According to the 197 (1) of Bangladesh Service Rules, female government servants get six months of paid leave while the Bangladesh Labour Act, 2006 provides 16 weeks maternity leave for female workers.
However, till date, the country has no paternity leave policy for its male workers. A few private and non-government organisations are coming forward by starting to give paid leave to male employees. For example, the non-governmental organisation BRAC provides one-month paternity leave for its male employees. The financial institution, IPDC Finance Ltd, also gives two weeks leave to new fathers.
While paternity leave is increasingly being demanded across the world as a right, the need for it in Bangladesh is still a debate for many. Many of us still don’t want to admit that fathers also have a responsibility towards childcare just as much as the mother.
In 2014, the government considered granting working fathers a 15-day paternity leave to ensure proper care of the infants and their wives. As of now, there is no update on the issue.
Earlier, couples would live in large families where the grandparents or other members of the family members could help take care of the newborn and the mother. But now, many couples living in urban areas live in nuclear families and both work, often outside the home. During the pregnancy as well as after childbirth, husbands have to take care of the baby and the mother, and leave from work during these days is crucial.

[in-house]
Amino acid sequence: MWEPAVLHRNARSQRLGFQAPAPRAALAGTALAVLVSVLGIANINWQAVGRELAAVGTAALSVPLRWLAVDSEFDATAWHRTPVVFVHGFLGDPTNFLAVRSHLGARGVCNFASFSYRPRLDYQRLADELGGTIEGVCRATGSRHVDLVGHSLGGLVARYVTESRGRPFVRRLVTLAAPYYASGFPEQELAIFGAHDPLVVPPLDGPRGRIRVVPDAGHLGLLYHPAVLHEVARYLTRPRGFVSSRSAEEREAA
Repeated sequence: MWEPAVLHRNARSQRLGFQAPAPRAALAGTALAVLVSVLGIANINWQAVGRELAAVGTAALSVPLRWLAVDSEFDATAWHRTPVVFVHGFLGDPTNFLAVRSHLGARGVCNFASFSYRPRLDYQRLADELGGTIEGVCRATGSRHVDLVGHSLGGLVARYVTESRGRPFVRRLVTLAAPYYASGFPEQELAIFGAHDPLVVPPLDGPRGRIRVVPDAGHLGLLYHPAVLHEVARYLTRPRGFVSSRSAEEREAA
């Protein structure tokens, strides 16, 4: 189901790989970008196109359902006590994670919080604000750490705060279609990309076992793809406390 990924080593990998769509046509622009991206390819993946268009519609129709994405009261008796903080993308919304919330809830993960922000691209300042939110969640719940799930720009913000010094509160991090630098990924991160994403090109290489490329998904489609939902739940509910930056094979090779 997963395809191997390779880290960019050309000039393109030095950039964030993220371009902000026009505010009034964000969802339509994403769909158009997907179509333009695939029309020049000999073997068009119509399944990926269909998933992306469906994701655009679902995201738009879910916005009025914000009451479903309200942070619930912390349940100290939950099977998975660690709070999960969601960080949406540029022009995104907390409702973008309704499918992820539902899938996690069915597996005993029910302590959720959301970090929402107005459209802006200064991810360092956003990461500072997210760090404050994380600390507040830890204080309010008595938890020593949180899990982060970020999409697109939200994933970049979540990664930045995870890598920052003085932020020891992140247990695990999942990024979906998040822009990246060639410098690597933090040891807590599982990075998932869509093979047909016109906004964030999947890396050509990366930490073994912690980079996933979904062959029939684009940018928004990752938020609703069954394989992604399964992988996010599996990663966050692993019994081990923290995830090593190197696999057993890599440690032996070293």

Paternity leave is important because both parents’ presence and care during infancy is a significant investment in the early development of their child. It helps the parents bond with their child. It is the start of their journey of parenthood. The father’s presence during the first few days after childbirth also help mothers fight against postpartum depression, according to studies.
Paternity leave also enables men to learn how to take care of their baby, even after they go back to work. It is equally important to acknowledge how difficult it is for women to stay at home with the baby and do household work at the same time. In our country, it is mothers who bear the major responsibilities of child rearing, because of the stereotype that raising children and household work is women’s work.
Insufficient support from fathers also forces many women to end up leaving their jobs, often permanently. Had there been co-parenting from the beginning, these women would get more opportunities to stay on at their jobs. The idea of shared parenting should be institutionally encouraged by the government.
According to policy analyst Syed Mahbubul Alam Tahin, who is also the secretary of the Centre for Laws and Policy Affairs, paternity leave is now a demand of the times and it must be introduced in policy. “And the policy must be made suitable for all classes. For example, we must ensure that the working classes are getting this facility as paid leave. Without doing that, if we just make it available for the government or corporate companies, it won’t bring any good for all,” he says.